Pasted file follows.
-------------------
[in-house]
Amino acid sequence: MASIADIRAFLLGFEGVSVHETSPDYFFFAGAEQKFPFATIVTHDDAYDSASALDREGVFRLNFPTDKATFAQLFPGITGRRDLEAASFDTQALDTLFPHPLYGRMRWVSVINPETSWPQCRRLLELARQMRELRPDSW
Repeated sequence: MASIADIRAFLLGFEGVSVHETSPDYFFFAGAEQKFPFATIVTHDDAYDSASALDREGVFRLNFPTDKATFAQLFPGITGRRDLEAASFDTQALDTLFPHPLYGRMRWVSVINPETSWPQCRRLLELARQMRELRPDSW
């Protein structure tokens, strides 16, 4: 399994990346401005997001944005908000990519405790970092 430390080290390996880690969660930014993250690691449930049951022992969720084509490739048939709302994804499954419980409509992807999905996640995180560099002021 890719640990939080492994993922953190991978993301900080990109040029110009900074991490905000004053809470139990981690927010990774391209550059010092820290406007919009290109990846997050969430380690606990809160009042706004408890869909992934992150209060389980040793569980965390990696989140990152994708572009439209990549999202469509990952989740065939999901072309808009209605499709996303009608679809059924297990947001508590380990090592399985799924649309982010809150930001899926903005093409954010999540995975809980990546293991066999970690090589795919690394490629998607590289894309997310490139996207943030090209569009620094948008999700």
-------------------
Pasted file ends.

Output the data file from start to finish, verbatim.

[in-house]
Amino acid sequence: MASIADIRAFLLGFEGVSVHETSPDYFFFAGAEQKFPFATIVTHDDAYDSASALDREGVFRLNFPTDKATFAQLFPGITGRRDLEAASFDTQALDTLFPHPLYGRMRWVSVINPETSWPQCRRLLELARQMRELRPDSW
Repeated sequence: MASIADIRAFLLGFEGVSVHETSPDYFFFAGAEQKFPFATIVTHDDAYDSASALDREGVFRLNFPTDKATFAQLFPGITGRRDLEAASFDTQALDTLFPHPLYGRMRWVSVINPETSWPQCRRLLELARQMRELRPDSW
């Protein structure tokens, strides 16, 4: 399994990346401005997001944005908000990519405790970092 430390080290390996880690969660930014993250690691449930049951022992969720084509490739048939709302994804499954419980409509992807999905996640995180560099002021 890719640990939080492994993922953190991978993301900080990109040029110009900074991490905000004053809470139990981690927010990774391209550059010092820290406007919009290109990846997050969430380690606990809160009042706004408890869909992934992150209060389980040793569980965390990696989140990152994708572009439209990549999202469509990952989740065939999901072309808009209605499709996303009608679809059924297990947001508590380990090592399985799924649309982010809150930001899926903005093409954010999540995975809980990546293991066999970690090589795919690394490629998607590289894309997310490139996207943030090209569009620094948008999700």